To obtain TPS, destructurization and plasticization of native corn starch were performed in one-step extrusion process in the earlier mentioned Berstorff twin-screw corotating extruder, using 30 wt.% of glycerol as a plasticizer [18, 39]. The process was carried out at a barrel temperature 130–170°C and screw speed of 80 rpm. The TPS was cooled in ambient air and then was pelletized. Figure 1 shows SEM micrographs of native and thermoplastic corn starch. It is obvious from Figure 1 that the starch particles grains disappeared after compounding with a glycerol, suggesting that thermoplastic starch was successfully plasticized and TPS presented a homogeneous morphology.
2.4. Synthesis of Neat and Modified Spherical Nanosilica
Neat (SiO2) and modified (heavy amine functional groups) spherical silica (A-SiO2) were synthesized according to the developed sol-gel process using tetraethoxysilane (TEOS) as alkoxysilane precursor at room temperature (23°C), with a stirring speed of 250 rpm [40–42]. The process was carried out in an aqueous ammonia-ethyl alcohol reaction mixture using molar ratio of TEOS/EtOH/H2O as 0.023/0.500/0.477, and the initial pH ranged from 10.4 to 11.3. The final pH range was 7.5–10.8. The pH of the reaction mixture was measured using a pH meter (Schott Instruments LAB 850). Modified silica was synthesized by adding drop by drop γ-aminopropyltriethoxysilane (Momentive Performance Materials, USA) to the reaction mixture, according to the reaction (Figure 2).
The final product of neat or modified silica was dried in a spray dryer for 2 hours at 50–90°C. Particle size and particle size distribution in resulting sols were measured by photon correlation spectroscopy (PCS) using a Malvern apparatus (Zetasizer Nano ZS, UK). The monomodal particle size distribution and very low polydispersity of particle size were observed for homogeneous sols obtained by the sol-gel process . It is clear from Figure 3 that spherical shape and uniform sized (about 30 nm) silica nanoparticles were obtained. The amine groups content was determined based on nitrogen content measurement by the Kjeldahl method. The characteristics of the neat and modified silica are presented in Table 2.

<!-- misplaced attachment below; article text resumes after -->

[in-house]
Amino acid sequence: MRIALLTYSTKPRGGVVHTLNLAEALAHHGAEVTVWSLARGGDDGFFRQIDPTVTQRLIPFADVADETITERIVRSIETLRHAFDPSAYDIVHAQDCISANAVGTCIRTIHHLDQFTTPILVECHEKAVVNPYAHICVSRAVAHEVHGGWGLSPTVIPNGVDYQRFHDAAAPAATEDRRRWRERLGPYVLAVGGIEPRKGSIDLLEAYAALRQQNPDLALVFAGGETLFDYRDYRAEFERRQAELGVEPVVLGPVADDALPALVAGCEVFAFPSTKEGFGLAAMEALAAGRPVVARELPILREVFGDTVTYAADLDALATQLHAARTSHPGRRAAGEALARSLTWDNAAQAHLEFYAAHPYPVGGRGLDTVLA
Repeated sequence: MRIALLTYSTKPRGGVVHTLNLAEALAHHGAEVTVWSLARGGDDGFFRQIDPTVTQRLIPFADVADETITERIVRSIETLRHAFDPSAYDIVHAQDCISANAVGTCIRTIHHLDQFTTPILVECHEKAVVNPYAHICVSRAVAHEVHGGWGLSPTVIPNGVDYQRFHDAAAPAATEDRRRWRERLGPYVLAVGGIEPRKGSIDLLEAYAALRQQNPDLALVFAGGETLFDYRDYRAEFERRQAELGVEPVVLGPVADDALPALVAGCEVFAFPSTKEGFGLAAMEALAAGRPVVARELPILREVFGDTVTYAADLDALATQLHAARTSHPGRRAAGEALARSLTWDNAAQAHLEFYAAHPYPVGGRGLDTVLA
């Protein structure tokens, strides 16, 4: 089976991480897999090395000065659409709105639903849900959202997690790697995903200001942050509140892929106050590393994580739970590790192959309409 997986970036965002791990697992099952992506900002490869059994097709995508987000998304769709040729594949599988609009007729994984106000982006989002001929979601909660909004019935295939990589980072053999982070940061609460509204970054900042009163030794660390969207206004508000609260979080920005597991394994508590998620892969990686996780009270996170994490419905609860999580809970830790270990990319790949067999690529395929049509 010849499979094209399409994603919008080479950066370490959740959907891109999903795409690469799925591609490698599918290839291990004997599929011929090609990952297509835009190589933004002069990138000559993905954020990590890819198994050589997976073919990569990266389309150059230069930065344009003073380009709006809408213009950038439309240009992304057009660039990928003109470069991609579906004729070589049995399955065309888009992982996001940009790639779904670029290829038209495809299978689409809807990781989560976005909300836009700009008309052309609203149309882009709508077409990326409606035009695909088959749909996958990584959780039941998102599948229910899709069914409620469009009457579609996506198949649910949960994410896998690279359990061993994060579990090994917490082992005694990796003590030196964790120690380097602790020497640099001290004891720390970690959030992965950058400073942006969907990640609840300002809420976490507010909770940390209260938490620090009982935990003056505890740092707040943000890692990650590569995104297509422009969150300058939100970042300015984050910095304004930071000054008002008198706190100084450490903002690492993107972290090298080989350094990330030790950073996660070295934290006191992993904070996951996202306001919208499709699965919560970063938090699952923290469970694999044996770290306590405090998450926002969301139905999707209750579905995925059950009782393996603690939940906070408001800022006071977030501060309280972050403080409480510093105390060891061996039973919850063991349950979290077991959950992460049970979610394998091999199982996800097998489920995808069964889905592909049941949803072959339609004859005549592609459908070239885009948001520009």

2.5. Blend Preparation
The PLA/MPLA/TPS 60/10/30 blends without or with 3 wt.% silicone rubber plasticizer were melt blended using the earlier mentioned twin-screw corotating extruder. PLA, MPLA, TPS, and plasticizer (P) were fed into the throat of the extruder using separate gravimetric feeders. The temperatures of the ten zones were 35°C/160°C/175°C/180°C/180°C/180°C/180°C/185°C/185°C, and 190°C for the sequential heating zones, from the hopper to the die. The screw speed was 100 rpm. The melt temperature and pressure were continuously recorded during compounding. The extrudate was immersed immediately in a cold-water bath (20°C) and pelletized with an adjustable rotating knife located behind the water bath, into 5 mm pellets.
2.6. Composite Preparation
The various composites containing 1, 3, or 5 wt.% of SiO2 or A-SiO2 silica nanoparticles were prepared through melt-direct dispersion by using a conventional polymer extrusion process and optimized parameters. Firstly, PLA pellets with 10 wt.% of silica were blended using the earlier mentioned twin-screw corotating extruder, based on the reported method . Prior to the melt processing, this masterbatch was dried for 12 hours at 80°C and then melt blended with pure PLA, MPLA, TPS, and plasticizer. The process was carried out using a screw speed of 150 rpm and also a temperature profile of 35°C/165°C/175°C/180°C/180°C/180°C/175°C/185°C/185°C, and 200°C for the sequential heating zones, from the hopper to the die. Then, the material was cooled in water and pelletized.
2.7. Fourier Transform Infrared (FTIR) Spectra and the Grafting Degree
Fourier transform infrared spectroscopy (FTIR) spectra were recorded using a Thermo Scientific spectrometer, model Nicolet 6700 for a frequency range between 4000 cm−1 and 500 cm−1. An average of 64 scans at a resolution of 2 cm−1 was conducted at room temperature. To collect the spectra of the polymers and composites, thin films were prepared in a hydraulic hot press. The nanosilica spectrum was taken using KBr pellets. The spectra presented were baseline corrected and converted to the absorbance mode.